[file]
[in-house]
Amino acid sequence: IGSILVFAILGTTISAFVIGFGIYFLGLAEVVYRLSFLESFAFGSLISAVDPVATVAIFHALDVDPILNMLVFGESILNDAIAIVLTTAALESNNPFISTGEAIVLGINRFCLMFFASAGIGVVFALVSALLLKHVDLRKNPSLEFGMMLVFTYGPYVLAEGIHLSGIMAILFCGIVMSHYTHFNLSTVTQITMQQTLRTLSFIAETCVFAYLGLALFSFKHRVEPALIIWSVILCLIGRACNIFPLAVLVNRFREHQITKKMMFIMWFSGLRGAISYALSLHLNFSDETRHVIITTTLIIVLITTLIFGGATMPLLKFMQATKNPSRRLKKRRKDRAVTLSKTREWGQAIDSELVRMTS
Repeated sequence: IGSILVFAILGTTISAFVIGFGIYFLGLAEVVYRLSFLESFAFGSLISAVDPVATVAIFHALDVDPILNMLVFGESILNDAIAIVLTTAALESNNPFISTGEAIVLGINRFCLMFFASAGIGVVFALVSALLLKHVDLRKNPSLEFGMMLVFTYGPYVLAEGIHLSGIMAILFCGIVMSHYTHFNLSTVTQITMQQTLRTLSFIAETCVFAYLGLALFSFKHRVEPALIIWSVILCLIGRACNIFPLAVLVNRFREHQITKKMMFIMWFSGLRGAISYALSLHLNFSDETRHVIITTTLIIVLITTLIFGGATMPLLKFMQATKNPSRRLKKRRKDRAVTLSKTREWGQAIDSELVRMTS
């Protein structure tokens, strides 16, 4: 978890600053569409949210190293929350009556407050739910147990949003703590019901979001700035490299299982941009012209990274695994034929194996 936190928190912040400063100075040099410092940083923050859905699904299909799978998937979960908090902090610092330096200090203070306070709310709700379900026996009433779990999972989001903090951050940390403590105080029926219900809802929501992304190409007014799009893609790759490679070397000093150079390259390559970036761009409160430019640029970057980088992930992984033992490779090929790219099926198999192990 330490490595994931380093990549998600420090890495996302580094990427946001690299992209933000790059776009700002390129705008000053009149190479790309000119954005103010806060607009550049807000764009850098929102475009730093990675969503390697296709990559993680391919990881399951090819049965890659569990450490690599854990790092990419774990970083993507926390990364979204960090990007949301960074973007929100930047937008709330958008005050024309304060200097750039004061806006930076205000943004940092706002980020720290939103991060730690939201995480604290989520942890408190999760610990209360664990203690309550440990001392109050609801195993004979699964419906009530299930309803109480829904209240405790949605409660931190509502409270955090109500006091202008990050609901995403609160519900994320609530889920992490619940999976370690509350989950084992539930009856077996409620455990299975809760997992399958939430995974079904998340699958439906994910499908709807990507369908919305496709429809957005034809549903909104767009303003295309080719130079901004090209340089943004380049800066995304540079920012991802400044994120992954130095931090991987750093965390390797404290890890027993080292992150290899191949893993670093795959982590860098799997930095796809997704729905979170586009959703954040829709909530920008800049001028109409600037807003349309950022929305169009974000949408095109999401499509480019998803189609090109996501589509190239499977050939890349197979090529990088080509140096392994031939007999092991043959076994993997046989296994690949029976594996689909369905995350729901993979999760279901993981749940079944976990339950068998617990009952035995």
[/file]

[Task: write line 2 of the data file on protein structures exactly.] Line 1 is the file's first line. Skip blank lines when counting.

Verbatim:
Amino acid sequence: IGSILVFAILGTTISAFVIGFGIYFLGLAEVVYRLSFLESFAFGSLISAVDPVATVAIFHALDVDPILNMLVFGESILNDAIAIVLTTAALESNNPFISTGEAIVLGINRFCLMFFASAGIGVVFALVSALLLKHVDLRKNPSLEFGMMLVFTYGPYVLAEGIHLSGIMAILFCGIVMSHYTHFNLSTVTQITMQQTLRTLSFIAETCVFAYLGLALFSFKHRVEPALIIWSVILCLIGRACNIFPLAVLVNRFREHQITKKMMFIMWFSGLRGAISYALSLHLNFSDETRHVIITTTLIIVLITTLIFGGATMPLLKFMQATKNPSRRLKKRRKDRAVTLSKTREWGQAIDSELVRMTS